SARCELLES, France (JTA) – Shortly before their synagogue became shrouded by tear gas and smoke, 100 Jews wielding baseball bats and clubs were singing the French national anthem in front of the synagogue’s heavy metal gate.

They had gathered outside the main synagogue in this Paris suburb Sunday to defend it against a predominantly Arab mob of 200 men who had gathered nearby with sticks and stones, setting garbage cans aflame and chanting “Slaughter the Jews.”

The Jewish defenders were not singing for the rioters. Their performance of “La Marseillaise” was intended as a gesture of gratitude toward the 100 police officers clad in anti-riot armor that prevented the mob from approaching.

Unable to reach the Grand Synagogues of Sarcelles, some of the rioters smashed shop windows in this poor suburb where tens of thousands of Jews live amid many Muslims. They torched two cars and threw a firebomb at a nearby, smaller synagogue, which was only lightly damaged.

“We sang to thank them, but also to remind them and ourselves that we are equal French citizens entitled to safety,” said Eliyahu, a member of France’s Jewish Defense League, or LDJ, who agreed to be identified only by his first name.

It was the ninth synagogue attack in France since Israel launched Operation Protective Edge in Gaza two weeks ago. To Eliyahu and many other French Jews, the attacks have contributed to a growing realization that, despite the extraordinary efforts of French authorities to protect them, French Jews need to rely mostly on themselves for their defense.

Protesters run as they clash with police near the Barbes-Rochechouart aerial metro station prior to the departure of a demonstration, banned by French police, in Paris on July 19, 2014. (photo credit: AFP/Jacques Demarthon)

Protesters run as they clash with police near the Barbes-Rochechouart aerial metro station prior to the departure of a demonstration, banned by French police, in Paris on July 19, 2014. (photo credit: AFP/Jacques Demarthon)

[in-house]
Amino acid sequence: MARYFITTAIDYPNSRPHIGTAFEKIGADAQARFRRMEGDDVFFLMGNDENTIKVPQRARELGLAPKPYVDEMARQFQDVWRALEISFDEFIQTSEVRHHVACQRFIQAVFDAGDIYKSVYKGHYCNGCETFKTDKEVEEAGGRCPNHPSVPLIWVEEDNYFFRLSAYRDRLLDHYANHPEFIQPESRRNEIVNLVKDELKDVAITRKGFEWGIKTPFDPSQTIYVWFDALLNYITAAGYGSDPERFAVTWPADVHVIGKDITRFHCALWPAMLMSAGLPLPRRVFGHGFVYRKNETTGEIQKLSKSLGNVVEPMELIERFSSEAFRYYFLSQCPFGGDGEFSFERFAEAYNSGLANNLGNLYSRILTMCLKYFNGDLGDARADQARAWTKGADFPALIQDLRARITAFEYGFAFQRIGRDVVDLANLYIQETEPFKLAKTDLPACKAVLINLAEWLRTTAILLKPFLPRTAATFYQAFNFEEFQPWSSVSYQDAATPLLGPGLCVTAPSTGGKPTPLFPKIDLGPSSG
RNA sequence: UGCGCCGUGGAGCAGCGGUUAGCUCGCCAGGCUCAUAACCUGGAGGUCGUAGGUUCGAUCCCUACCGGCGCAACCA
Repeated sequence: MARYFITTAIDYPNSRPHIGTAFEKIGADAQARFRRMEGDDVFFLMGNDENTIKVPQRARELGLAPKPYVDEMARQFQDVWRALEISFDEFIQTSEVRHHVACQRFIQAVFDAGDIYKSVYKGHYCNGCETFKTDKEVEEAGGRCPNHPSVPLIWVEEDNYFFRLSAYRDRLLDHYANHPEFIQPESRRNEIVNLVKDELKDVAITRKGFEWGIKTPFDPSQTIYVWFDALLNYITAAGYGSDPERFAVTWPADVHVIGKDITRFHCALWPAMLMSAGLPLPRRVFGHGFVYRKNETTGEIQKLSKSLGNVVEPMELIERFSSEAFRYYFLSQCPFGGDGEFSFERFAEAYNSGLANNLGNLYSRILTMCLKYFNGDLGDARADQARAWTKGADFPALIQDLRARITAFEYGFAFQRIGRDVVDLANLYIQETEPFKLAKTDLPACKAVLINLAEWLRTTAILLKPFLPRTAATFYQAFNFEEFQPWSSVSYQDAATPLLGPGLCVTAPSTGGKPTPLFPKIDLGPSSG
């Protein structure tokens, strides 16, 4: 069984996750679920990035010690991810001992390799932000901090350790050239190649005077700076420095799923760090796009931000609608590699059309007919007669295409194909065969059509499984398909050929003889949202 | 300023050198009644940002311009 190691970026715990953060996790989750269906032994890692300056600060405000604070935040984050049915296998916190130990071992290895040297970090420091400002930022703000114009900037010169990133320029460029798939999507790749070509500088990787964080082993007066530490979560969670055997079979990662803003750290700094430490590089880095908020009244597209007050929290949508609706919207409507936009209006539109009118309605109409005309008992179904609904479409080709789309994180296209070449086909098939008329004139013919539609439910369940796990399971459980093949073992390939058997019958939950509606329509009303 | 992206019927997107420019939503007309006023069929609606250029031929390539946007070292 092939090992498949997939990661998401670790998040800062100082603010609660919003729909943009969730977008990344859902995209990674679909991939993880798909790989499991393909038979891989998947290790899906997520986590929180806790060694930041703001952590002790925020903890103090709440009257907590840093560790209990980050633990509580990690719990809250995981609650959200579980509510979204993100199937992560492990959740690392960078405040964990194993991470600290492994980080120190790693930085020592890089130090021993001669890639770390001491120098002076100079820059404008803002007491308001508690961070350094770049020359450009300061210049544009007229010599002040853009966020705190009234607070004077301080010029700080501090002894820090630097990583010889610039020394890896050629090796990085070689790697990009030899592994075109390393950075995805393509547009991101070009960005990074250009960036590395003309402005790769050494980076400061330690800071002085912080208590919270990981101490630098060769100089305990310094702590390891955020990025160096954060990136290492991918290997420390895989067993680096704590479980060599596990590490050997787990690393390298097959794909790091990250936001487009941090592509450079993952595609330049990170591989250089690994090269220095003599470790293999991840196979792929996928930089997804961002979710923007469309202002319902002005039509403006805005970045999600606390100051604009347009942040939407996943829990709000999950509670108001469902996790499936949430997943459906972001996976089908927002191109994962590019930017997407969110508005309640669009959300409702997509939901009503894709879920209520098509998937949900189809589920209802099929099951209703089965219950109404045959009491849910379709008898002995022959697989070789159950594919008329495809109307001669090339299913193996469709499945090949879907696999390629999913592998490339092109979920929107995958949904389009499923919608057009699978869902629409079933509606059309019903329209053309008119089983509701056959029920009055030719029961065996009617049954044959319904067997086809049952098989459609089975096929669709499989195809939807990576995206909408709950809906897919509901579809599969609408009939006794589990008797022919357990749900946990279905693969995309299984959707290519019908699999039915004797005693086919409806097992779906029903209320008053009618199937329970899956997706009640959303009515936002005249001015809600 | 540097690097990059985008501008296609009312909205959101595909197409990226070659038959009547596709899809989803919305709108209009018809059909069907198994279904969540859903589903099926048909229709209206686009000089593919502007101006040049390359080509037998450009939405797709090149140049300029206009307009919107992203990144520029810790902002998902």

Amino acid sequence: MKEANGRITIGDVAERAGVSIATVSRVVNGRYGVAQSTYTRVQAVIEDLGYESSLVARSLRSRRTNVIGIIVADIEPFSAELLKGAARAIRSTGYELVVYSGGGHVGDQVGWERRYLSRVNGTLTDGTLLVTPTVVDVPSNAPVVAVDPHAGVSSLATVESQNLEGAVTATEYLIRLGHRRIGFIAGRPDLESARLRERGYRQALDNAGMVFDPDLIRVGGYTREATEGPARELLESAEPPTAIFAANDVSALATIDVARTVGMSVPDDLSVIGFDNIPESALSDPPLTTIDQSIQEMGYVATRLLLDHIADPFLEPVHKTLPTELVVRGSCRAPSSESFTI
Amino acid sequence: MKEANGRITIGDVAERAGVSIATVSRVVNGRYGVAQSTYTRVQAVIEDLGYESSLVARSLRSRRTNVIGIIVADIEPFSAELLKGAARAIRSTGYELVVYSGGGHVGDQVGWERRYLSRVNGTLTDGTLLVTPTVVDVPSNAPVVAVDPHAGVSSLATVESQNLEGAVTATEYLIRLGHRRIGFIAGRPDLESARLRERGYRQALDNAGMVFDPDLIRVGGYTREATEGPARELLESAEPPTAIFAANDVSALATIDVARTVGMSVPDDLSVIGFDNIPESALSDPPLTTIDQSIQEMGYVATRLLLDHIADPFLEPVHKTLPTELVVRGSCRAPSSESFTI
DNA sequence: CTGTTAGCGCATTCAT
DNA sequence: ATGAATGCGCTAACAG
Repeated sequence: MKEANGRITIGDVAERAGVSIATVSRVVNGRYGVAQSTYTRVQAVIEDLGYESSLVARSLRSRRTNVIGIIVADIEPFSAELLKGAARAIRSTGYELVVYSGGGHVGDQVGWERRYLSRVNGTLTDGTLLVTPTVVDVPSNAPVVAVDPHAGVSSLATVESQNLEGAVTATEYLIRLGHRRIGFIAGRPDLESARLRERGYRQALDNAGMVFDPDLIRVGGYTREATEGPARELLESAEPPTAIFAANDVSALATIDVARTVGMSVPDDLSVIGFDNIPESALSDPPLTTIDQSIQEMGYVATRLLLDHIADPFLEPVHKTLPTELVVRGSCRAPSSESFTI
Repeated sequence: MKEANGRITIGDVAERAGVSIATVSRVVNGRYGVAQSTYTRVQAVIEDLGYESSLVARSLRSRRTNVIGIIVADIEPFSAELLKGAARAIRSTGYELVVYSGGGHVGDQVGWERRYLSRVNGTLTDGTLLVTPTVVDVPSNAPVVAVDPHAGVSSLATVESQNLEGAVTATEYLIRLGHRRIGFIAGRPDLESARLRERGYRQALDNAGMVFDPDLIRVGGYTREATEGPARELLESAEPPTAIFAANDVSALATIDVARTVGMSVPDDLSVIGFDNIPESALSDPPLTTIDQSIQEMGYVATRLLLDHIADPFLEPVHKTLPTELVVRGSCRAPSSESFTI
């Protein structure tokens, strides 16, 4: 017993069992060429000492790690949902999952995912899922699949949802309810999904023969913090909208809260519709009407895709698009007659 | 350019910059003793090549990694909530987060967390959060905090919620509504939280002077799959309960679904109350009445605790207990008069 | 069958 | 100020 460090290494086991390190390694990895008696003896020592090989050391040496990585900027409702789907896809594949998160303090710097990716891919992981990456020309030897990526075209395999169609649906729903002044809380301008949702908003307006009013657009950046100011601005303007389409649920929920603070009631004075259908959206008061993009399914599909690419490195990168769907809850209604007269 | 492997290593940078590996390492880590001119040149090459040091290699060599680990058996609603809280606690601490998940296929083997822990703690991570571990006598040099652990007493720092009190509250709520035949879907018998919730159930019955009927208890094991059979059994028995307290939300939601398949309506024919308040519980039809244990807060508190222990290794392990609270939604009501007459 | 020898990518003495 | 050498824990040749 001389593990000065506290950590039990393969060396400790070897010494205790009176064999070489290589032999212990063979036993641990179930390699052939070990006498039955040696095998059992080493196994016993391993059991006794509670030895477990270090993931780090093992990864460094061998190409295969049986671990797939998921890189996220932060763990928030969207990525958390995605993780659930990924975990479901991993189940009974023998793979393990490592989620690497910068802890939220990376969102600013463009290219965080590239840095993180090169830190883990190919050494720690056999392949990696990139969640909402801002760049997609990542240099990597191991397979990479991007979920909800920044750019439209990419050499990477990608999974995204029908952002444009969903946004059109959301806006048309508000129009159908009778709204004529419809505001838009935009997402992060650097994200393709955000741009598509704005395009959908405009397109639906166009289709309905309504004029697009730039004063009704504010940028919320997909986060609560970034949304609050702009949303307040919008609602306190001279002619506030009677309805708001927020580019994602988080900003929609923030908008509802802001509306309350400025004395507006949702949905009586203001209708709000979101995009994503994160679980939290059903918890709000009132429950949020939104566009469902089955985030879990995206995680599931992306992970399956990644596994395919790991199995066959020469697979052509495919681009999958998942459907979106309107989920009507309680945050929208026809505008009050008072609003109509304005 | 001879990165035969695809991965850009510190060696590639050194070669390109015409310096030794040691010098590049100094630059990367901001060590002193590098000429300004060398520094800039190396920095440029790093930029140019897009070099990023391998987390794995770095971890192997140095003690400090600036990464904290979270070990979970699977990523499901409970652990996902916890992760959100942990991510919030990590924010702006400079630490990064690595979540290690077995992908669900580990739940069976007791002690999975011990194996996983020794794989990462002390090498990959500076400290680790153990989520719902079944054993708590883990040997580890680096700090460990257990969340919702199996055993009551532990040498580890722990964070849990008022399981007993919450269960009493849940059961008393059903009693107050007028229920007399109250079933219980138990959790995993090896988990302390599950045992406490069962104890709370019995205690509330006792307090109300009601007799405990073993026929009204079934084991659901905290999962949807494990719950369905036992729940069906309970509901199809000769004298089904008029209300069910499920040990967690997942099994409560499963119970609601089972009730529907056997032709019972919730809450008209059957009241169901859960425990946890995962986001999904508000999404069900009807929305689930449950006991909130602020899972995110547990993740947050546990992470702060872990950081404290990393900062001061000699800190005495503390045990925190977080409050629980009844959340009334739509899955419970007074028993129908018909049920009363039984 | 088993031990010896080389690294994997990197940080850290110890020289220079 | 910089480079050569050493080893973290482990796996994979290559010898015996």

“The cops are here now, but it’ll be just us and the Arabs tomorrow,” said Serge Najar, a local community leader.

French authorities have been vigorous in their condemnations of recent attacks, with President Francois Hollande vowing not to allow violence in the Middle East to spill over into the streets of France and Prime Minister Manuel Valls promising to severely punish anti-Semitic attacks.

But while they are grateful for the government’s backing, many French Jews lack confidence in its ability to protect them. Bernard Cazeneuve, the French interior minister, temporarily banned protests against Israel last week out of concern for public order, but that ban was ignored by thousands who staged unauthorized protests anyway.

July 13, 2014 siege on a Paris synagogue during an anti-Israel protest. (YouTube screenshot)

July 13, 2014 siege on a Paris synagogue during an anti-Israel protest. (YouTube screenshot)

“I want to have every confidence that the authorities can ensure the community’s safety, but sadly, I do not — not fully,” said Yves Victor Kamami, a member of the executive board of CRIF, the umbrella group of French Jewish communities. Kamami suggested the government hire security firms to help protect synagogues during periods of unrest.

‘Defend our synagogues against the scum’

In this climate, there appears to be growing support for LDJ, a controversial group with a history of vigilantism and violence that has been central to recent efforts to fight back against mobs attacking French synagogues.